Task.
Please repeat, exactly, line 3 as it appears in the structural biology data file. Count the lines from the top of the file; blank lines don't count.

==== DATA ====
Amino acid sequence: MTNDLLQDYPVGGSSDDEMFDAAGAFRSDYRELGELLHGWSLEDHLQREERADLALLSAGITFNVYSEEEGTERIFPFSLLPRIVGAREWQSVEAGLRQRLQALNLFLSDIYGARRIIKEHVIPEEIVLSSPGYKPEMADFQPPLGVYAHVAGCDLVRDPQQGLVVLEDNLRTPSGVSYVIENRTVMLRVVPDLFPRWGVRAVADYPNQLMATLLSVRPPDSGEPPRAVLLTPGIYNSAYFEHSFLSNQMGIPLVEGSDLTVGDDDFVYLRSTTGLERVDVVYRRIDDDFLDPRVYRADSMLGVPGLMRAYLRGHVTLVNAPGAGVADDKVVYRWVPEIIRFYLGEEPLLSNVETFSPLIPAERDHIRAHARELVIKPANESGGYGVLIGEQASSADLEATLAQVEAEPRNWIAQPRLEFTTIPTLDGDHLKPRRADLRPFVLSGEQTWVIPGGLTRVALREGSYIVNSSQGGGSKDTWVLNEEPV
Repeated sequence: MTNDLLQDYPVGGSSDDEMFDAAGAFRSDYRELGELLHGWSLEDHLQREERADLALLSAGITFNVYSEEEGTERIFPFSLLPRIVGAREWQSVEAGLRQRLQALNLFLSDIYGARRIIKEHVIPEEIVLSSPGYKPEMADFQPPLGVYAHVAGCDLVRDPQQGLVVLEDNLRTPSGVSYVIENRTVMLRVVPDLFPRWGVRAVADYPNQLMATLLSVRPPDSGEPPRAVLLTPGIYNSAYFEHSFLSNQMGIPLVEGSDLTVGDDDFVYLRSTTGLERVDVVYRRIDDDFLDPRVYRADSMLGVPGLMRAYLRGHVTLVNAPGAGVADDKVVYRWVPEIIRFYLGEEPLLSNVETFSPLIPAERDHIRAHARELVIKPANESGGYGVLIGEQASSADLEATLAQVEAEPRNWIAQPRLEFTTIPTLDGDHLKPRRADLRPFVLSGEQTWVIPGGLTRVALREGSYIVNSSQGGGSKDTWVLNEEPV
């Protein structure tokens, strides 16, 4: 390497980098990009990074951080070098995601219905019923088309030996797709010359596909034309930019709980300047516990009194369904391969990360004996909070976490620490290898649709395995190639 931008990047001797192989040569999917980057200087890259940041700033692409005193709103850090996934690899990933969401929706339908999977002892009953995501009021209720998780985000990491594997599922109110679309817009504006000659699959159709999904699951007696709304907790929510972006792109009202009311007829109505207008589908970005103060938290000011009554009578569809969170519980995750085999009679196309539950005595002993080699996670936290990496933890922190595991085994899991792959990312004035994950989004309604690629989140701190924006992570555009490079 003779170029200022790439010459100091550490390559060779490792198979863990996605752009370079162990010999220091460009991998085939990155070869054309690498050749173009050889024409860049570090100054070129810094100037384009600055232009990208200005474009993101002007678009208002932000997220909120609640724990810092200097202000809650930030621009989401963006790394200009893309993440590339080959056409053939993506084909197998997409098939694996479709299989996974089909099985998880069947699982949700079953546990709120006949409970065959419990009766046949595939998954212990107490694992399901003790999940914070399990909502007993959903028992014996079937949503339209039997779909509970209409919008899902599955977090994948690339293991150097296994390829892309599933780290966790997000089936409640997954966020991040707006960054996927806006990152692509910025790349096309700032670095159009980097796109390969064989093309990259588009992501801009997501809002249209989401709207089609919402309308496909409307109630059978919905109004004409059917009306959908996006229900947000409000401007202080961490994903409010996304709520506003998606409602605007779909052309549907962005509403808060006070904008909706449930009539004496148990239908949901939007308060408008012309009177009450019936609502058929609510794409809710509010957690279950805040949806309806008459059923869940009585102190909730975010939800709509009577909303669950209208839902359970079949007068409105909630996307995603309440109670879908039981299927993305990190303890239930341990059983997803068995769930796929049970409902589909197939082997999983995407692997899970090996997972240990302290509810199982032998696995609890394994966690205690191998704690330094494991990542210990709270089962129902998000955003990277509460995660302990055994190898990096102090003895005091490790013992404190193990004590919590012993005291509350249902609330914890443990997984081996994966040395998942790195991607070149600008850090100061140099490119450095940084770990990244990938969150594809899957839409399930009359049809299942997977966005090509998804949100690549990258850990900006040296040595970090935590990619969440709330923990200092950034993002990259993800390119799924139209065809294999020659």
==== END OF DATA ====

């Protein structure tokens, strides 16, 4: 390497980098990009990074951080070098995601219905019923088309030996797709010359596909034309930019709980300047516990009194369904391969990360004996909070976490620490290898649709395995190639 931008990047001797192989040569999917980057200087890259940041700033692409005193709103850090996934690899990933969401929706339908999977002892009953995501009021209720998780985000990491594997599922109110679309817009504006000659699959159709999904699951007696709304907790929510972006792109009202009311007829109505207008589908970005103060938290000011009554009578569809969170519980995750085999009679196309539950005595002993080699996670936290990496933890922190595991085994899991792959990312004035994950989004309604690629989140701190924006992570555009490079 003779170029200022790439010459100091550490390559060779490792198979863990996605752009370079162990010999220091460009991998085939990155070869054309690498050749173009050889024409860049570090100054070129810094100037384009600055232009990208200005474009993101002007678009208002932000997220909120609640724990810092200097202000809650930030621009989401963006790394200009893309993440590339080959056409053939993506084909197998997409098939694996479709299989996974089909099985998880069947699982949700079953546990709120006949409970065959419990009766046949595939998954212990107490694992399901003790999940914070399990909502007993959903028992014996079937949503339209039997779909509970209409919008899902599955977090994948690339293991150097296994390829892309599933780290966790997000089936409640997954966020991040707006960054996927806006990152692509910025790349096309700032670095159009980097796109390969064989093309990259588009992501801009997501809002249209989401709207089609919402309308496909409307109630059978919905109004004409059917009306959908996006229900947000409000401007202080961490994903409010996304709520506003998606409602605007779909052309549907962005509403808060006070904008909706449930009539004496148990239908949901939007308060408008012309009177009450019936609502058929609510794409809710509010957690279950805040949806309806008459059923869940009585102190909730975010939800709509009577909303669950209208839902359970079949007068409105909630996307995603309440109670879908039981299927993305990190303890239930341990059983997803068995769930796929049970409902589909197939082997999983995407692997899970090996997972240990302290509810199982032998696995609890394994966690205690191998704690330094494991990542210990709270089962129902998000955003990277509460995660302990055994190898990096102090003895005091490790013992404190193990004590919590012993005291509350249902609330914890443990997984081996994966040395998942790195991607070149600008850090100061140099490119450095940084770990990244990938969150594809899957839409399930009359049809299942997977966005090509998804949100690549990258850990900006040296040595970090935590990619969440709330923990200092950034993002990259993800390119799924139209065809294999020659």